I’m Wes Jensen and along with my dad and my wife Cheryl we run a cow/calf operation called Jensen Brothers near Circle. In 1910, my grandfather emigrated from Denmark and homesteaded a mile and a half from where we now live. Over time our ranch evolved into a corporation with my dad and his two brothers. Now, 108 years later, it is Dad, Cheryl, and I. We are strictly a cow/calf operation with a little farm ground to raise hay. We calve in March and April and sell the calves in the fall, usually to feedlots in Nebraska.
I was the president of McCone county Farm Bureau and Cheryl served as secretary. Currently I serve on the MFBF Board as the District 6 director. I am also on the MFB Foundation board, and serve on the Mountain West Farm Bureau insurance board. All of this has been a stretch for me at times, so I encourage everyone to step up and get involved. I have had the privilege to meet some great people that I wouldn’t have otherwise.
I was one of the applicants selected to participate in the first
Advocacy and Action Incentive Program Fly-In, this past summer. The trip to DC is intended to put a face on Montana Farm Bureau (MFBF), and hopefully educate our Congressmen as to where we stand and why. I also attended to experience the process of how to communicate where we stand at the same time learning what they are working on that is impacting Montana agriculture.
At the time of our visit, the Farm Bill had just been passed by both Houses, so we discussed some of the differences between the two and pointed out what MFBF felt was the best in each one. The point was made regarding the seriousness of the depressed farm economy and how important the trade agreements are. Trade has a direct impact because Montana relies on exporting all our different commodities.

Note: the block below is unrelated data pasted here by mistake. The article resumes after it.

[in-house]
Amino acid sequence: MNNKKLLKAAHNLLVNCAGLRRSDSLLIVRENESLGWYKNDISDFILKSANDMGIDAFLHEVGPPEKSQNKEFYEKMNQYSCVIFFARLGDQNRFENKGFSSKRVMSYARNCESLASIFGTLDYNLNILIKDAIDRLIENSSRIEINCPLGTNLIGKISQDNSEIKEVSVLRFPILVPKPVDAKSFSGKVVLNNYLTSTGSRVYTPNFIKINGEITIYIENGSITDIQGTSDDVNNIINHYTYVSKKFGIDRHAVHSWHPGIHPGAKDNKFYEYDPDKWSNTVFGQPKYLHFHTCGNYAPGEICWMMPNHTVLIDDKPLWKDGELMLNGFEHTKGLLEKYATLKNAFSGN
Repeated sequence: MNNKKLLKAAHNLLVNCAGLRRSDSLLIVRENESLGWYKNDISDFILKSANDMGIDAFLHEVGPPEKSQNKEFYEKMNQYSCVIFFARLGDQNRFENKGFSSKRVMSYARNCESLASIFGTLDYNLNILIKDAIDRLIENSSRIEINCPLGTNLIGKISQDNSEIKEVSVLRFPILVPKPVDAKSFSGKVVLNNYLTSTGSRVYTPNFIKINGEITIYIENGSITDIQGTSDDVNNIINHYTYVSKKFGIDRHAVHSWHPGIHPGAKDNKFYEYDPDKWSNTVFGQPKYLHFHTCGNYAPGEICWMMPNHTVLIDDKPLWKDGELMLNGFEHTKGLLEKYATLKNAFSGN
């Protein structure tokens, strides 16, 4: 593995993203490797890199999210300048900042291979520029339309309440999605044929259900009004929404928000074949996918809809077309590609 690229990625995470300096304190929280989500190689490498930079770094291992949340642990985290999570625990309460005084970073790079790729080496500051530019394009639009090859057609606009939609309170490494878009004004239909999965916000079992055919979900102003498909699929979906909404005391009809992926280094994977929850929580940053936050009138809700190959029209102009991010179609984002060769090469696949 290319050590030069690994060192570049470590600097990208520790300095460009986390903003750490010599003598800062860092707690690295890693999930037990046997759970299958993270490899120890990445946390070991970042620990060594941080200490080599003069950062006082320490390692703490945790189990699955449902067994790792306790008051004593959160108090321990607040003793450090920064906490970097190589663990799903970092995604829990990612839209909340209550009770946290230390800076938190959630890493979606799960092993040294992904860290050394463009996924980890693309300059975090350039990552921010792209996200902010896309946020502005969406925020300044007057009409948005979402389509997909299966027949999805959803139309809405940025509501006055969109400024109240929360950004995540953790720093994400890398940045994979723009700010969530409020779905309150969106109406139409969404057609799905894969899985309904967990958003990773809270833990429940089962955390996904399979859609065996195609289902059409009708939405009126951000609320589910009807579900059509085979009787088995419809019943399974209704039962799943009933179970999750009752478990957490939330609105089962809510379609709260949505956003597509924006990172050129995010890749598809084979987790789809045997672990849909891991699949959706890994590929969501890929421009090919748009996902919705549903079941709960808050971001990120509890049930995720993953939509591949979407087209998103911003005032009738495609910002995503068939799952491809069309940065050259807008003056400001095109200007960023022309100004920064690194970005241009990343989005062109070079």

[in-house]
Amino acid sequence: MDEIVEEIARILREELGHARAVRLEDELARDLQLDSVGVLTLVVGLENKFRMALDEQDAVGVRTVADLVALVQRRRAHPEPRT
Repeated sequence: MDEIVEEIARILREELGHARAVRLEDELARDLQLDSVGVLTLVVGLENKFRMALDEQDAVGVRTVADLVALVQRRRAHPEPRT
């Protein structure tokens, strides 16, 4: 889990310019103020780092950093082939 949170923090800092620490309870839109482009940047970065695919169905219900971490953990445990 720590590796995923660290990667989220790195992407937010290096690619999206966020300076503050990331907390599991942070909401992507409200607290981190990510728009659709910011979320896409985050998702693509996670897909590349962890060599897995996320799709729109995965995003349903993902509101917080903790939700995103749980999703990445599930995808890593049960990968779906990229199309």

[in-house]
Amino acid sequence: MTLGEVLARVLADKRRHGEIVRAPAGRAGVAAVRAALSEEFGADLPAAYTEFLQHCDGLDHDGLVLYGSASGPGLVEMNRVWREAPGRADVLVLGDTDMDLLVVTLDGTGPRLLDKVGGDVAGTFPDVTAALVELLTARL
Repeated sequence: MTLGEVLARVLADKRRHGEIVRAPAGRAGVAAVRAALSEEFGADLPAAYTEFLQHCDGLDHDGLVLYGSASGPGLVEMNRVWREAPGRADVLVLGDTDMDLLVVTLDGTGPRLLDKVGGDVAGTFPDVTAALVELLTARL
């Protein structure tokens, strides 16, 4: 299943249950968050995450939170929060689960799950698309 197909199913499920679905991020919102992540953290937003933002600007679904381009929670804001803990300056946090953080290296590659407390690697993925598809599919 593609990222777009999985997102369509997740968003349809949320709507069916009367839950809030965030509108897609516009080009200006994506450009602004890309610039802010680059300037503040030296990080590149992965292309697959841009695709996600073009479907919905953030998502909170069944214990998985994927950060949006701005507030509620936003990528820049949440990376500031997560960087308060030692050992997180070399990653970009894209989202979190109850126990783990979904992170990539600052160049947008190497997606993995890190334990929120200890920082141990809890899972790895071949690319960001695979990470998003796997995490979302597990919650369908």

The time we spent with the USDA Trade Representatives was very interesting and reassuring that progress was being made. We made sure to thank the Congressmen for passing the Farm Bills and the work on the new labor bill being introduced, which has some very positive agriculture possibilities. Finding labor is becoming a big problem for Montana agriculture, so a well written labor bill is crucial.
Everyone needs to be informed and involved. We sometimes feel like our voices are not heard, but after being to DC, I realized the only time that happens is when you don’t say anything at all. MFBF and American Farm Bureau are both good at keeping you updated on current issues. They even go so far as to writing up suggested comments to assist you in communicating your concerns regarding these issues. I saw first-hand the importance of your own words and the impact it makes.
This trip made me more aware of how making comments, whether through email, by phone, or face-to-face is vitally important. Being able to communicate directly with our congressmen is not only an honor, but also an opportunity to share some grassroots information that they can put to use. I encourage any member to apply for the Action and Advocacy Incentive Program.
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